Don’t half-donkey it, DL.... succumb to the awesome power of the love of God.
I don't say the perps don't need prayer, nor do I chide those that wish to provide them this service. Quite the opposite, I say go forth in peace and do so, if you are so inclined.

Jesus really saved his most 'tudinal sayings for the religious BS artists of His earthly day. I doubt that's changed.

I like this example of the Master:

Whoever causes one of these little ones who believe in me to sin, it would be better for him if a great millstone were hung round his neck and he were thrown into the sea. Mark 9:42

With the abuse scandal coming to light in the US years prior to this, it is unfathomable that the lessons learned from that did not radiate throughout the whole Catholic Church worldwide.

It's not all cupcakes, unicorns, and Kumbaya. Sometimes stuff's gotta be real. I believe this is one of those times.

Shielding criminals and deflecting blame on an issue this grave is wrong. There are no excuses. There are no rationalizations. The US Catholic Church learned that the hard way. They have made changes in the way it conducts itself in this regard. That should be noted.

Not sure why that memo didn't get read elsewhere in the world as this pattern continues to come to light across the globe and the same mistakes are being repeated from country to country.
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Post by jruegg » Sun Nov 18, 2012 12:28 pm

DepartedLight wrote:
jruegg wrote:
DepartedLight wrote:
Joshoowah wrote:Why can't there just be prayer for both?
There can. And there is. Obviously. Look up there, you'll see it plenty.
Did I die? Do I not exist anymore? Did the fever take me? I could have sworn I spoke on this. Joshoowah, you are correct. That’s the Jesus way. DL, you’re only have way there. Your anger is understandable, but Jesus calls us to love our enemies. Follow his example: For victims he offered forgiveness, and release, compassion, and love. He healed them; some physically but most spiritually. For the perpetrators he cried over them and from the cross he said, 'Father forgive them.'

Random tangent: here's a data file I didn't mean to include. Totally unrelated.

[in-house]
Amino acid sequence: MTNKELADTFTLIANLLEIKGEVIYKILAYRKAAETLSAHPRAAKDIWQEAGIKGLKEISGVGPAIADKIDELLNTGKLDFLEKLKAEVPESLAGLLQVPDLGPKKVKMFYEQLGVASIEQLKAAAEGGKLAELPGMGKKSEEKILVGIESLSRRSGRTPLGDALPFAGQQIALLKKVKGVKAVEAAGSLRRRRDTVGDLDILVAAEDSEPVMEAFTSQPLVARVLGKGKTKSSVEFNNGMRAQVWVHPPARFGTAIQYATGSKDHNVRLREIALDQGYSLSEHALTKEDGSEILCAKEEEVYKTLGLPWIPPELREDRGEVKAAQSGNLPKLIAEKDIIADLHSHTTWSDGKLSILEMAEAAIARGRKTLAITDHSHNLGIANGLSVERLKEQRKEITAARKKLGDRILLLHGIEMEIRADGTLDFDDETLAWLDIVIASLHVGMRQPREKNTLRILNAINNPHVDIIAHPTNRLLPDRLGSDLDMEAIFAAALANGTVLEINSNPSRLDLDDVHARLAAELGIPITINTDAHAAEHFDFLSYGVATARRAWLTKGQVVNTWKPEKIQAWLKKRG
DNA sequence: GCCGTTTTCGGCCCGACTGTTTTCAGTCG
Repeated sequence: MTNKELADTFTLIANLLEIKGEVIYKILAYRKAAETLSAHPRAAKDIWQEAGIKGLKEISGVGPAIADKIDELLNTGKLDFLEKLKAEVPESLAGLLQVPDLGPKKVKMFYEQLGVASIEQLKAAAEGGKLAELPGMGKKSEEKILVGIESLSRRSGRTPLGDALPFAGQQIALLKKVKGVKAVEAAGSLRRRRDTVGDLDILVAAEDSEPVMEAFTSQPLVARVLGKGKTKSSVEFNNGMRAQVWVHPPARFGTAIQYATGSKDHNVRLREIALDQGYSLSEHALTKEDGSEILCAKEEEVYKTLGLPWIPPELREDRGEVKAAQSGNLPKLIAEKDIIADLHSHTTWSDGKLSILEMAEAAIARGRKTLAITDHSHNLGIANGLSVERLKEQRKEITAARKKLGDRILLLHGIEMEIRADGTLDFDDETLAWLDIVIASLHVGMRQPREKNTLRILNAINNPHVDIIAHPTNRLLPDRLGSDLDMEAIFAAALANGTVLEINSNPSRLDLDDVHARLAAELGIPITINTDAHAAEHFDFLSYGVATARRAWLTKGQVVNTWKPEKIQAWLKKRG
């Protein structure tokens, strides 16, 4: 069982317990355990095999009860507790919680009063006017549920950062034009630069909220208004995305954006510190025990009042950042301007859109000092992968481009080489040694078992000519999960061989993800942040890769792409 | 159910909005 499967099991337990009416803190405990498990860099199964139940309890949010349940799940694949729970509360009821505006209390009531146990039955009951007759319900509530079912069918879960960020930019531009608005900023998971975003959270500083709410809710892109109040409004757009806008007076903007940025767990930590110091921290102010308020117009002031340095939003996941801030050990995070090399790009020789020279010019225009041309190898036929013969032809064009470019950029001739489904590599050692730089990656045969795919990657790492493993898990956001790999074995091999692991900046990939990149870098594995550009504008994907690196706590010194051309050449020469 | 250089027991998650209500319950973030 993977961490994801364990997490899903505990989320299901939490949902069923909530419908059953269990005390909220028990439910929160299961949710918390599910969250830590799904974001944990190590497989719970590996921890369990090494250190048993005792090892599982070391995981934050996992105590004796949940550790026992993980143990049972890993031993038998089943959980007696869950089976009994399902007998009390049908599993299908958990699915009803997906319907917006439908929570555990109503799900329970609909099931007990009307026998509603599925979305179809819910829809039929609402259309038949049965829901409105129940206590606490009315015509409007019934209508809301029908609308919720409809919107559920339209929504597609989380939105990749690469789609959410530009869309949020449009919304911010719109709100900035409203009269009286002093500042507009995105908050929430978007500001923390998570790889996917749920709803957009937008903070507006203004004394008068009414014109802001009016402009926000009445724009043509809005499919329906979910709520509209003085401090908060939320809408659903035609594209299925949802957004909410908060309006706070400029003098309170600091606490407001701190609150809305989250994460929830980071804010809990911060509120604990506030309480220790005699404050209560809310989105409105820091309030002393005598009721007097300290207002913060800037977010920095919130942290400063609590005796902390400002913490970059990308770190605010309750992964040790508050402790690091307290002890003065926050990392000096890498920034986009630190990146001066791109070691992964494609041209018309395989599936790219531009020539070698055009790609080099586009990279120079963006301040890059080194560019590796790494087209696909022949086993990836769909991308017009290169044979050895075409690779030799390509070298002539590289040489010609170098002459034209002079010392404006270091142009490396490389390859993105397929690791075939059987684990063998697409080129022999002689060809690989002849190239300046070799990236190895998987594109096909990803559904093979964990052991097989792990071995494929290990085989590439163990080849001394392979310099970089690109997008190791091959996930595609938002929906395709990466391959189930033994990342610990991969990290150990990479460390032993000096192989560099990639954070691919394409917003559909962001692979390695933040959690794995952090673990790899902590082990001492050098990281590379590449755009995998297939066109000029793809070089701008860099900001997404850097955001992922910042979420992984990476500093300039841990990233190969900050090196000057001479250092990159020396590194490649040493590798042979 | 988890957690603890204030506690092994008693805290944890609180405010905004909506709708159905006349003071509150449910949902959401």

Don’t half-donkey it, DL.... succumb to the awesome power of the love of God.
I don't say the perps don't need prayer, nor do I chide those that wish to provide them this service. Quite the opposite, I say go forth in peace and do so, if you are so inclined.

Jesus really saved his most 'tudinal sayings for the religious BS artists of His earthly day. I doubt that's changed.

I like this example of the Master:

Whoever causes one of these little ones who believe in me to sin, it would be better for him if a great millstone were hung round his neck and he were thrown into the sea. Mark 9:42

With the abuse scandal coming to light in the US years prior to this, it is unfathomable that the lessons learned from that did not radiate throughout the whole Catholic Church worldwide.

It's not all cupcakes, unicorns, and Kumbaya. Sometimes stuff's gotta be real. I believe this is one of those times.

Shielding criminals and deflecting blame on an issue this grave is wrong. There are no excuses. There are no rationalizations. The US Catholic Church learned that the hard way. They have made changes in the way it conducts itself in this regard. That should be noted.

Not sure why that memo didn't get read elsewhere in the world as this pattern continues to come to light across the globe and the same mistakes are being repeated from country to country.
Here’s a line from my sermon today:


When someone reveals a sin in our life, how do we respond? Do we thank them and change? Or do we get defensive, or start making excuses, or perhaps just avoid talking to that person ever again? This is what's called a shame response. It's what we do sometimes when we've been exposed.
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Post by Del » Sun Nov 18, 2012 12:52 pm

jruegg wrote:
Thunktank wrote:
Del wrote:Wosbald did not mean any insult, as incredible as this may seem. When the situation becomes so grave and so overwhelming that we are at a loss for words and hope, Catholics retreat into our traditional and memorized prayers. Even if we have to pray them through clenched teeth. . . And when we are angry at our priests and pastors, and tempted to hate them for what they have done, we must remember that we have a special duty to pray for our enemies.
+1

Beautifully said. I will also add for the purpose of clarity that even though these priests may be guilty of grave and painful sins, they have in fact functioned as priests. They were given the indelible mark of Grace from the Mystery of Holy Orders. They may and should have been pulled from their active role as priests given their sins, but they are marked as priests none the less. This bears a dreadful responsibility for both the clergy and lay people. The first and most important duty for all faithful is to pray for them as vessels of God's gracious work.
Does it matter that those marked betrayed that mark?
Yes, in that those who are called to bring holiness give the most scandal when they fail to live it.

No, in that the sin of the man does not touch the sacraments that he brings. Jesus still comes to the altar for us, and Jesus still forgives our sins in confession. Even if the priest is a vile sinner.
"Utter frogshit from start to finish." - Onyx

"I shall not wear a crown of gold where my Master wore a crown of thorns." - Godfrey de Bouillon